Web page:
Response to Original message
8. I wish I could say I'm shocked at how you were treated on DU, but
I'm not. There are some real bad apples around these parts, though thankfully, they are few and far between. I hope you can learn to ignore the ignorant; I would never presume to know what any soldier has gone through and find it despicable that others do.
I thank you for your service, TahitiNut. I also thank you for your reasonableness, intelligence and sense of humor; I really appreciate those traits in you. :hug:

Finally, OT p.s., is that second pic a pic of a painting?
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TahitiNut Donating Member (1000+ posts) Send PM | Profile | Ignore Thu Mar-01-07 04:22 PM
Response to Reply #8
13. "second pic"?
I don't know which one you mean. The two photos of the bunker line and one of me were taken by me. I Photoshopped the one of me to 'texturize' it - clay. (I thought of it as a metaphorical play on "feet of clay" - a whole body of clay. Molded.) The photos of Levitow and his plane are from the web - and I remember the abuttments they had for the planes at Bien Hoa and helicopters at the adjacent heliport. I'm guessing the photo of Levitow is from a portrait studio photographer.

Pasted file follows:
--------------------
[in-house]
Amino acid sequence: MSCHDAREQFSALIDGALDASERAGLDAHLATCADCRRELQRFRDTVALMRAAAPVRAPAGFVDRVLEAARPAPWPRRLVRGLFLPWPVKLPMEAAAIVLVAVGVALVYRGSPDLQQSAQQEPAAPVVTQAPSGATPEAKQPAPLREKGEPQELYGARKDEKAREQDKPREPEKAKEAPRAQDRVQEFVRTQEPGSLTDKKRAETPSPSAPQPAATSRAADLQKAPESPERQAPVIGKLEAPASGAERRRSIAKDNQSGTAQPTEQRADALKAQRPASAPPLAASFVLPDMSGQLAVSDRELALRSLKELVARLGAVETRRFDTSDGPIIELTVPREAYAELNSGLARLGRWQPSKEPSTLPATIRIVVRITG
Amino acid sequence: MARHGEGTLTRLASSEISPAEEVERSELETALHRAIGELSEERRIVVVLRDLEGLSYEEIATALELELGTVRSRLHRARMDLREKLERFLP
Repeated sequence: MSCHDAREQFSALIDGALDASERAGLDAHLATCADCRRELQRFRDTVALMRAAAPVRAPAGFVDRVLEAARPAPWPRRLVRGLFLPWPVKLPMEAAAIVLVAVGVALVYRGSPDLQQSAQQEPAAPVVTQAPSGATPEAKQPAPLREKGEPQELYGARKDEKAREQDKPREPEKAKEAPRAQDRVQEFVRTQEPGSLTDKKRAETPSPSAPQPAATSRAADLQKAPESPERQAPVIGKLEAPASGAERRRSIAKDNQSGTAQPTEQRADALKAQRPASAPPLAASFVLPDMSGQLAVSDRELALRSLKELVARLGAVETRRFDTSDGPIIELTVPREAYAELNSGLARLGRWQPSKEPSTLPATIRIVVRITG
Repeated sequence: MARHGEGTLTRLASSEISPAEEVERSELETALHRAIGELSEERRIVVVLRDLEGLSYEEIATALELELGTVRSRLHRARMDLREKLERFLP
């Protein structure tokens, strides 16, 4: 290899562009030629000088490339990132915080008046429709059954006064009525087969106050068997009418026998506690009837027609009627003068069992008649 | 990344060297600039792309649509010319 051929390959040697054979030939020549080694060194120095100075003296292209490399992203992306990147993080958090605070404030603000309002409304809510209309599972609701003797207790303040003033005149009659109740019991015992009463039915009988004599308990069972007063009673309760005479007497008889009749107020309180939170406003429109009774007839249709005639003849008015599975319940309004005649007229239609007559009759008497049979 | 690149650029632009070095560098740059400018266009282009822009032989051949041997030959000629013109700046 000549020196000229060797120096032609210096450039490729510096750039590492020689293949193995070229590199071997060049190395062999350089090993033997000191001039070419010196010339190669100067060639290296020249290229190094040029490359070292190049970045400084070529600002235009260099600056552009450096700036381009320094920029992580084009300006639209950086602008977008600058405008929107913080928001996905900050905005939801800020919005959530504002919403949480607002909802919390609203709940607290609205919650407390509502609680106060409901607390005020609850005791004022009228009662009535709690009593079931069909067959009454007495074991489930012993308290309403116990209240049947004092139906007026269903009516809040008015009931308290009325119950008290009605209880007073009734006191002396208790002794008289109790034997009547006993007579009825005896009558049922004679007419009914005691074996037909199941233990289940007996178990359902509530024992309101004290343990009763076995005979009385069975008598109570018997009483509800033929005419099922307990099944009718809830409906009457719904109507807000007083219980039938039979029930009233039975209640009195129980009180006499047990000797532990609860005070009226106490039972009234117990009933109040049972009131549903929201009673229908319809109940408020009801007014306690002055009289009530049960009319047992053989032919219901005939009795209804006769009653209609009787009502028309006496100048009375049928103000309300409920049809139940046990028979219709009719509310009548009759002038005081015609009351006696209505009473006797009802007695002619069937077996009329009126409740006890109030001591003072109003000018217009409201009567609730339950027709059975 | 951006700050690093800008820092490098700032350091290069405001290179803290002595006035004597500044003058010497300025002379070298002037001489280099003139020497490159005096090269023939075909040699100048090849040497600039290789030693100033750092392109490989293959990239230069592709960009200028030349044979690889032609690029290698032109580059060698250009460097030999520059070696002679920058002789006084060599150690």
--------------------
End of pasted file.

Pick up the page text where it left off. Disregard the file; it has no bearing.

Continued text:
You're a treasure on DU, babylonsister. :hug:
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babylonsister Donating Member (1000+ posts) Send PM | Profile | Ignore Thu Mar-01-07 04:35 PM
Response to Reply #13
15. I meant the second person pic, which would be you. The photoshopping
explains the effect (I guess; I know nada about I really like it; it is rather haunting.
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TahitiNut Donating Member (1000+ posts) Send PM | Profile | Ignore Thu Mar-01-07 05:14 PM
Response to Reply #15
21. Yeah ... I thought it was a poor photo ... and then I played with it.